Rell Offers Lafayette Street Building For Use As Emergency Shelter
JEFFREY B. COHEN
December 08, 2009
HARTFORD — - Gov. M. Jodi Rell has offered one floor of a state-owned building for use this winter as a "no freeze" shelter for homeless men.
The state offered use of the former Second Church of Christ, Scientist on Lafayette Street to the city at no cost. All the city has to do is sign off on the agreement. The city would have to cover the cost of operating the shelter in the nearly century-old building.
"We have a building, we've got some space, they need it, and they have to pay for everything," said Donna Tommelleo, Rell's spokeswoman. "The governor thought this was an appropriate and compassionate use of the building."
Just where to temporarily house the city's "no freeze" shelter — an overnight facility open at night during the year's coldest months — has been the subject of heated argument among city and downtown residents, property owners and business leaders.
The Salvation Army told the city in late September that it would no longer run its shelter on Washington Street, which it had operated for nine years.
Since then, the city has been trying to find another suitable location for the shelter, which houses men in winter months when they could risk dying in the cold.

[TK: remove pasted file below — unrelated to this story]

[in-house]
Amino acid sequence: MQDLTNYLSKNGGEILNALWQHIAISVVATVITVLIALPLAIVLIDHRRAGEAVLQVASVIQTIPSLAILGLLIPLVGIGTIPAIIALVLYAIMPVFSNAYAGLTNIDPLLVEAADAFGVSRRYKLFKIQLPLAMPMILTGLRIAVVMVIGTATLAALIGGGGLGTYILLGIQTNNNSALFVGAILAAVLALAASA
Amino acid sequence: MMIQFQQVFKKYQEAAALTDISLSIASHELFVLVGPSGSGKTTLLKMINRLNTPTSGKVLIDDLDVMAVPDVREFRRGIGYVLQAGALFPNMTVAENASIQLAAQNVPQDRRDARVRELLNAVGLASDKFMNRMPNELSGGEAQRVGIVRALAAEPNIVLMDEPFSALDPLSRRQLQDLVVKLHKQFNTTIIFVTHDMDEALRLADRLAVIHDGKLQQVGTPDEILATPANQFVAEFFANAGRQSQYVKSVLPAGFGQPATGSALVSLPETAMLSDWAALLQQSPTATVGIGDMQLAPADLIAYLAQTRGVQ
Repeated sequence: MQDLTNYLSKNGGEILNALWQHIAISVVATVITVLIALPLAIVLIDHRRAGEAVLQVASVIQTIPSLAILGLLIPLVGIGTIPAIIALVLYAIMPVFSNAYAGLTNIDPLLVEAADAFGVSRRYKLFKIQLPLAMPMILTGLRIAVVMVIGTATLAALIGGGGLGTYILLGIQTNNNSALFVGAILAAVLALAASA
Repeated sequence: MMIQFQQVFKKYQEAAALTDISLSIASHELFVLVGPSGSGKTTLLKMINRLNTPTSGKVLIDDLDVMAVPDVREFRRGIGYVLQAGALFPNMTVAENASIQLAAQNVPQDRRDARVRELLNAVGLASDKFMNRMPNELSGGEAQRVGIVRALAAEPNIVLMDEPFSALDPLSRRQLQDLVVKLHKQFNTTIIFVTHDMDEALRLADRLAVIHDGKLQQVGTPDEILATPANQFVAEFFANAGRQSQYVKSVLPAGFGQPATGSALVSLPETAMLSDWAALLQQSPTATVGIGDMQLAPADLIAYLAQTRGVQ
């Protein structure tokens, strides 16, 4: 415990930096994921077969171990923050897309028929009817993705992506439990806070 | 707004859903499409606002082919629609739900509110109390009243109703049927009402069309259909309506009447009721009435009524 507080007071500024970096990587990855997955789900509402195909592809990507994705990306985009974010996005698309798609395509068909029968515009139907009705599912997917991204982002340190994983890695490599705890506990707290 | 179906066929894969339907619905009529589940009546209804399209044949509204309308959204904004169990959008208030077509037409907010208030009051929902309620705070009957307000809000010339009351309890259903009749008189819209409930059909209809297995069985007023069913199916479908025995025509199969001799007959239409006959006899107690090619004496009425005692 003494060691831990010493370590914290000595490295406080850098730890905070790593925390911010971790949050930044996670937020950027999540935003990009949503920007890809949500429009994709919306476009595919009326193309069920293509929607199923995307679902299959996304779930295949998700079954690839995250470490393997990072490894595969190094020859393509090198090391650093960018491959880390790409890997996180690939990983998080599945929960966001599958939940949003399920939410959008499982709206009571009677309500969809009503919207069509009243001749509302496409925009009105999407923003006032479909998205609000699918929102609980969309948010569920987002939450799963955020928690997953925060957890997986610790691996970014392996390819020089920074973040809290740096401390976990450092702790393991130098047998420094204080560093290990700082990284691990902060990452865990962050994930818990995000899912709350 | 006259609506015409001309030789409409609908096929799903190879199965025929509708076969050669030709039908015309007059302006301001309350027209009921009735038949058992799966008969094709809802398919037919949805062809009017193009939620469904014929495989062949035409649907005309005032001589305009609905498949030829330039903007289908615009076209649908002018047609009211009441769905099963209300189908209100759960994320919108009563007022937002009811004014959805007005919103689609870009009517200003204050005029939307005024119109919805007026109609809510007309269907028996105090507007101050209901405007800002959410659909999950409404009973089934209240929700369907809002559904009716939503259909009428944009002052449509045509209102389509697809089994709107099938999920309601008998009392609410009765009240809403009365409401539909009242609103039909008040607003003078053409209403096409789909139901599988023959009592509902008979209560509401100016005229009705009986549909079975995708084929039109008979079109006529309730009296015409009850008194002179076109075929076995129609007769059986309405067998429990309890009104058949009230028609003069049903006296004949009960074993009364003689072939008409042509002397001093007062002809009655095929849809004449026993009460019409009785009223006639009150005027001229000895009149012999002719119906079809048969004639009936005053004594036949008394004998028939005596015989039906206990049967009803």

Officials have said a church at Lewis and Gold streets near Bushnell Park appeared to be the best solution on short notice. The shelter typically opens on Dec. 1 and stays open every night through the winter.
But downtown residents and business leaders from the Business Improvement District have strenuously objected, saying that downtown isn't the right place for a homeless shelter.
Tommelleo said the Lafayette Street building has heat, plumbing and everything else a shelter needs except showers.
She said the church is surrounded by state buildings, including the State Supreme Court and the State Office Building on Capitol Avenue.
David Panagore, the city's chief operating officer, said a working group of people trying to solve the shelter issue reached out to the state about the Lafayette Street building.
"The state was very cooperative, very generous and very engaged," Panagore said. "We're still working through our due diligence."
Reprinted with permission of the Hartford Courant.
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